Gen Y city tastes push up rents
4th October 2007
SYDNEY landlords are asking new tenants to pay an average of $400 a week for a house, up from $350 last year.
The median weekly rent for a unit has gone up 12 per cent, from $340 to $380, says the Australian Property Monitors rental report for the September quarter.
Inner urban rent had gone up most. The report's author, Michael McNamara, blames generation Y's taste for city living rather than buying in what they see as the cultural wasteland of the suburbs.
He said all capital cities had seen dramatic rises in rents, especially over the past 12 months.
"We have seen a period with rising interest rates and unaffordable housing," he said.
"This means many would-be home owners out there will have delayed their decision making - some indefinitely - to buy a property and would rather rent. I think for the first time we are going to see a generation where a great many of them will be content to be lifetime renters.
"Maybe this marks the slow death of the great Australian dream."
Mr McNamara pointed out that the report shows only "asking rents", the rent a landlord may seek after the old tenant moves out.
Landlords frequently see a change in tenancy as a chance to raise the rent, so the figures do not reflect what most renters, who have stayed put over the course of the year, are paying.
The city has been hit hardest. The median weekly rent on a unit in Bondi Junction has gone from $400 to $430 in the past year, while a house has jumped from $620 to $700. A unit in Elizabeth Bay costs an average of $50 more a week than it did last year and a unit in Woolloomooloo costs an average of $100 more than the year before.
Rents in some inner-city suburbs have not moved or have dropped.
"The biggest change has been apartments very close to the city," Mr McNamara said. "It's the premium locations that have driven these rents."
He said generation Y was a significant factor. "For many of them, even though there's cheaper housing on the outskirts of our city, they would much rather pay exorbitant rents in the urban areas than countenance buying a home in what they consider the cultural wastelands of the suburbs."
Mr McNamara said generation Y - which he defined as anyone born after 1976 - was moving to a more European approach: "In Europe there isn't that same feeling that home ownership is some sort of sacred rite. It's perfectly acceptable to be a renter for life and use your money to buy other assets," he said.
Generation Y pushing up rents: report
4th October 2007
Weekly asking rents in all capital cities are at record highs, driven by the strong demand for inner city properties by those in their twenties, according to a report by Australian Property Monitors. "Now in their late 20s and leaving home, as this generation enters the rental market, expect them to keep pushing rental values upwards in our most sought after locations," general manager Michael McNamara said. "Generation Y (the name given for those in their twenties), for the most part, would rather pay exorbitant rent in inner city locations than live in what they see as the cultural wasteland of suburbia." During the 12 months to September, asking rents for Perth houses jumped 23 per cent, but slowed to just three per cent in the September quarter.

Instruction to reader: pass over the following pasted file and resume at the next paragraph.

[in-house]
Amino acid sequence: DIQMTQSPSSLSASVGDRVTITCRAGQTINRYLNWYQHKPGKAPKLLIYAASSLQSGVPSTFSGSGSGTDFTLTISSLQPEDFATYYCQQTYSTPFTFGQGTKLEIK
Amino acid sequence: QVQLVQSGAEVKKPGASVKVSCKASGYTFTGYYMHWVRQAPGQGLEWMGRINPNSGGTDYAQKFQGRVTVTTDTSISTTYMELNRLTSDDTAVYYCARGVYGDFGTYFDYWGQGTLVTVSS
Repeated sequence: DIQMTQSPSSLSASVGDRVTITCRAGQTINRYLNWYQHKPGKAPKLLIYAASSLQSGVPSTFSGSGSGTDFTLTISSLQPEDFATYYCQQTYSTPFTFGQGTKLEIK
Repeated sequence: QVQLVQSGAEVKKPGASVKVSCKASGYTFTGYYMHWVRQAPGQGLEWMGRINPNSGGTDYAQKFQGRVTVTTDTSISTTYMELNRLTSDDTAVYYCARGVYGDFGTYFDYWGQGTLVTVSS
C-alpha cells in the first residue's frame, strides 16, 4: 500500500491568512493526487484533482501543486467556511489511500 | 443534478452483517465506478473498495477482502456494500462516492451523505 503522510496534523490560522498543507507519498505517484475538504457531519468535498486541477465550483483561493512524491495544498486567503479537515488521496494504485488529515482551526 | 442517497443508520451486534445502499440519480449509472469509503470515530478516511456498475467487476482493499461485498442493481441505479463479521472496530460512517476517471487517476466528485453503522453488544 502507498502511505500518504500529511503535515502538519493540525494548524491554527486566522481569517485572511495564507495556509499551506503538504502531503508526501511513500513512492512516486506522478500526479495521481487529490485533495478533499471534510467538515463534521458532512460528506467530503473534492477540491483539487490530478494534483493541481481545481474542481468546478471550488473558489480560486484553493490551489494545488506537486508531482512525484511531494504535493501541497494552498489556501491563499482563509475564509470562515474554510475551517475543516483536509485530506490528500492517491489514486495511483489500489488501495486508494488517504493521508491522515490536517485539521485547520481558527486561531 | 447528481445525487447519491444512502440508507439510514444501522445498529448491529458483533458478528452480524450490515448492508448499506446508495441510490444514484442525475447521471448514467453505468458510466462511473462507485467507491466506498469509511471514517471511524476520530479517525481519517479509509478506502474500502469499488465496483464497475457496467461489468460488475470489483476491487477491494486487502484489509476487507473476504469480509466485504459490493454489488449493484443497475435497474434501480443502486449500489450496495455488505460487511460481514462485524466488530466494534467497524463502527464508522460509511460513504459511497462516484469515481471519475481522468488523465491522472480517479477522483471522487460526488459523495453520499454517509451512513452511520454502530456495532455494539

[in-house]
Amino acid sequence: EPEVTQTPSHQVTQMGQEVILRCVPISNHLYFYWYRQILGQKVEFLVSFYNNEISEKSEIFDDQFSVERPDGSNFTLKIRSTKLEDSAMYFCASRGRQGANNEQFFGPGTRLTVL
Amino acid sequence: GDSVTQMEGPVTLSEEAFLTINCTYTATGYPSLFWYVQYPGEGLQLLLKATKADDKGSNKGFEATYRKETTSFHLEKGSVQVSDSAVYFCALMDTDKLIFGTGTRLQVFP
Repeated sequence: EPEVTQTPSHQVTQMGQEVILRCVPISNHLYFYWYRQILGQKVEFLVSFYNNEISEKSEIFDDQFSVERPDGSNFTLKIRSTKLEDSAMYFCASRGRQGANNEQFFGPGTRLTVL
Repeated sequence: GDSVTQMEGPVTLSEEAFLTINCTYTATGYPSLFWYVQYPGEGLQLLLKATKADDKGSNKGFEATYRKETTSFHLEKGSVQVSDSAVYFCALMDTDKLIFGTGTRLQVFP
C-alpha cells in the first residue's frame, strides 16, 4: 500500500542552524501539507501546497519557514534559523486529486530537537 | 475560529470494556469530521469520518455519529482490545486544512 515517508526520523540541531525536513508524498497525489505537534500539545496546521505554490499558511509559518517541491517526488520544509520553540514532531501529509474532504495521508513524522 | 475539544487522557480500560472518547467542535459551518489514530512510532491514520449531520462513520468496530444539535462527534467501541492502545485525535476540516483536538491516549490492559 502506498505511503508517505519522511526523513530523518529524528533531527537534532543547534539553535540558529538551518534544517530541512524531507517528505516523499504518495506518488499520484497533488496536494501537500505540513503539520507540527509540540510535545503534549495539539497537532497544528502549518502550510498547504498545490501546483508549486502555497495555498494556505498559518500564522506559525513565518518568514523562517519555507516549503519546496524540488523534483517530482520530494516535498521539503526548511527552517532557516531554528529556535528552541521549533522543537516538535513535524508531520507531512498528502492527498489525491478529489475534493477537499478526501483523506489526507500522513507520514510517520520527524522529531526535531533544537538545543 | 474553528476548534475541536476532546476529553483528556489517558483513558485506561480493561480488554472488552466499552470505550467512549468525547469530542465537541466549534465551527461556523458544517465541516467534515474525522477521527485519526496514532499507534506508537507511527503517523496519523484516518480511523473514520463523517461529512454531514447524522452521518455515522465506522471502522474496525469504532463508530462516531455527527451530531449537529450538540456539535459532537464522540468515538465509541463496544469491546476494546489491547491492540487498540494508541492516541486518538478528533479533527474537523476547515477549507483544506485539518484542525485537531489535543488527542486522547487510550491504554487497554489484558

The asking rents for houses in Melbourne rose by 16 per cent to $330 per week while rents for units climbed 12 per cent to $290 per week in the year to September. During that 12 month period, asking rents for Sydney houses increased by 14 per cent to a record $400 per week while those for units rose by 12 per cent to $380 per week. There was some relief for Brisbane renters in the September quarter, when rents stabilised at $300 per week for units and $320 per week for houses. For the year to September, however, asking rents for Brisbane units rose by five per cent and jumped by 10 per cent for houses. At the same time, asking rents for houses in Adelaide, Darwin, Hobart and Newcastle grew by eight per cent. The report found Perth to be Australia's most over-valued market. In Perth, the rental income received relative to the value of an investment property was 3.4 per cent in the September quarter. "Whilst giving renters very little relief, increasing gross rental yields are expected to drive stronger property markets in the eastern capital cities, especially in apartment markets," Mr McNamara said. "Investors will see stronger investment fundamentals as a reason to prefer property as an asset class."